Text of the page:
On the other hand, if you follow a Low Iodine Diet prior to receiving your 2 mcg dose of radioactive iodine, your daily total iodine intake decreases—from around 500 mcg to less than 40 mcg. In this case the radioactive iodine constitutes 2 mcg of 42 mcg of iodine, meaning that at least 5 percent of the iodine in your body is radioactive. A thyroid cancer cell as in the paragraph above, sucking up 1000 iodine atoms, would then take in at least 50 radioactive iodine atoms. This results in more than 12 times the amount of radioactivity in each thyroid cancer cell, using a Low Iodine Diet (LID), so long as you’ve been prepared for your scan properly, and have sufficiently high TSH levels prior to the scan.


The basic LID is summarized on the following instruction sheet provided to each of my own patients and circulated widely to many physicians and patient groups. It consists primarily of a list of restricted dietary items that contain relatively high amounts of stable iodine. The assumption is that anything that isn’t restricted should be considered safe to eat as part of a balanced and varied diet. Unfortunately, these instructions make figuring out interesting foods that are appropriate to eat a matter of individual creativity.

Used for Preparation for Radioiodine Scans or Therapy

Avoid the following foods, starting when instructed prior to your radioactive iodine test, and continuing until after your radioactive iodine treatment is completed.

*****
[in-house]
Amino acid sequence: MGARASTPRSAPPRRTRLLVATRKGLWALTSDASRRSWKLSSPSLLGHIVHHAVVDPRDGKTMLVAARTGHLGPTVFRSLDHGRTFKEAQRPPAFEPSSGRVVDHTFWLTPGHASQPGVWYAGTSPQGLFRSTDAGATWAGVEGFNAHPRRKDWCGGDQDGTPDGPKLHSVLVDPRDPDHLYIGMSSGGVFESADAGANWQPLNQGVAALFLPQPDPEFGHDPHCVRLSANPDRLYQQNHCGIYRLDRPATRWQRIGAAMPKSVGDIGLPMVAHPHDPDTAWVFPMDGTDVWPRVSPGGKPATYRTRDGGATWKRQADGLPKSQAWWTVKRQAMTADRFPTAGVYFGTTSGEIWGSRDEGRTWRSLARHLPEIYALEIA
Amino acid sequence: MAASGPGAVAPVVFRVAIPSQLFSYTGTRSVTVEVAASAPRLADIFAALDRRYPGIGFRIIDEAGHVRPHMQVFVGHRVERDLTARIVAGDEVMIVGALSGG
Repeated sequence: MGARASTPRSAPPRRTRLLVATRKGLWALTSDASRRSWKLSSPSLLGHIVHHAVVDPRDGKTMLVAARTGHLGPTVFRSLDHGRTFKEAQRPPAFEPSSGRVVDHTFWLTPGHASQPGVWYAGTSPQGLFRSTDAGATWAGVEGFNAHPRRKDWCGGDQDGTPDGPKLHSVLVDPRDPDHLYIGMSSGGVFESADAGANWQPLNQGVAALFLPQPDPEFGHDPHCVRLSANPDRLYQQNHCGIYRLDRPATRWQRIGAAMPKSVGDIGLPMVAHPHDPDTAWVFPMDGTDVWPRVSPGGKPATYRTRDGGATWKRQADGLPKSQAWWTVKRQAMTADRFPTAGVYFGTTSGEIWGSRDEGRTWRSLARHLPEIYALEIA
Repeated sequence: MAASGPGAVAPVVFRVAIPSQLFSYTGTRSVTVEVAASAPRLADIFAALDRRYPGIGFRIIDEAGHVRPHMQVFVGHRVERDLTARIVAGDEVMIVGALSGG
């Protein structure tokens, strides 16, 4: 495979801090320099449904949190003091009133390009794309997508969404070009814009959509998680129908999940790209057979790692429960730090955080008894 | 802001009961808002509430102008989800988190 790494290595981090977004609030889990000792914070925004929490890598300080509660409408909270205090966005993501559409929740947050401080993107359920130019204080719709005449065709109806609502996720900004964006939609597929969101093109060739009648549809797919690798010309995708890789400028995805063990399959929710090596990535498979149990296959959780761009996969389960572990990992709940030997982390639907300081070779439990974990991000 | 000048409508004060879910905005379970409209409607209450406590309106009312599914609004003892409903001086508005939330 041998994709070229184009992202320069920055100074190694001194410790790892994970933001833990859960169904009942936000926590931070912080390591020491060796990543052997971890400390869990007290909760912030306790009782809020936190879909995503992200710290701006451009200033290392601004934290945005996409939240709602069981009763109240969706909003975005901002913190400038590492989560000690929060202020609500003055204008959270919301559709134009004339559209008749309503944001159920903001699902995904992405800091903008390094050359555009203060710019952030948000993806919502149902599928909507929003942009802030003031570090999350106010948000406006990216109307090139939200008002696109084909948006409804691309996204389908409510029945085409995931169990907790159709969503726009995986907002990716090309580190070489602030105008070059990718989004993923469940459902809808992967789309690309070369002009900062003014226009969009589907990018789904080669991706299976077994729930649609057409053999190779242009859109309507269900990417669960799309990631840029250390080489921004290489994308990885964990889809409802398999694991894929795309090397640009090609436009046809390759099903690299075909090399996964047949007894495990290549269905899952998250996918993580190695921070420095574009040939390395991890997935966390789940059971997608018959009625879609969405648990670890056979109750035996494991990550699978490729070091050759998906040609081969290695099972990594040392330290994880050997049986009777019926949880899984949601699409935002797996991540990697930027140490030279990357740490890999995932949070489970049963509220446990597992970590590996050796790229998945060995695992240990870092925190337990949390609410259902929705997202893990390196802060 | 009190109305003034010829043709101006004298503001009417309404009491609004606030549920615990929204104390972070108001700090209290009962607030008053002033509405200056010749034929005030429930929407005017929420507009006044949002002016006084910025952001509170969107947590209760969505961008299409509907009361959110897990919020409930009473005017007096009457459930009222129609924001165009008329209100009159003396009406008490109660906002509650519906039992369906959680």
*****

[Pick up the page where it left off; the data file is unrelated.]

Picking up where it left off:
1. Iodized salt, sea salt (non-iodized salt may be used).
  2. Dairy products (milk, cheese, cream, yogurt, ice cream, butter).
  3. Eggs (specifically avoid egg yolks; egg whites may be used).
  4. Seafood  (both fresh and salt-water fish, shellfish, seaweed, kelp).
  5. Foods that contain the additives (carragen, agar-agar, algin, alginates).
  6. Cured and corned foods (e.g., ham, corned beef, sausage, luncheon meats, sauerkraut, pickles).
  7. Bread products that contain iodate dough conditioners (sometimes small bakery breads are safe; better to bake it yourself from scratch).
  8. Foods and medications that contain red food dyes (specifically, FD&C Red Dye # 3; consult your physician about discontinuing or substituting for any red-colored medicines).
  9. Chocolate (because of the milk content).
  10. Molasses.
  11. Soy products (soy sauce, soy milk).

Additional Guidelines

  1. Avoid restaurant foods, since there’s no reliable way to determine what’s in the food you order.
  2. Use matzos (unleavened crackers made only of flour and water) instead of bread.
  3. Use non-iodized salt as desired.
  4. Always read ingredients lists of prepared or packaged foods carefully.
  5. Use olive oil may as a condiment or in cooking, in place of butter.
  6. Prepare low-iodine meals in advance if you wish, and freeze them for easy later use.

Important Note:
Food prepared from any fresh or frozen meats, poultry, vegetables and fruits should be fine for this diet, provided that you don’t add any of the ingredients listed above, which you must avoid. Be careful of meat or poultry that’s been injected with broth or preservative liquids. The diet is easiest when food is prepared from basic ingredients.

Strict adherence to this diet will significantly enhance the sensitivity of the radioiodine scans and the effectiveness of any radioiodine treatments.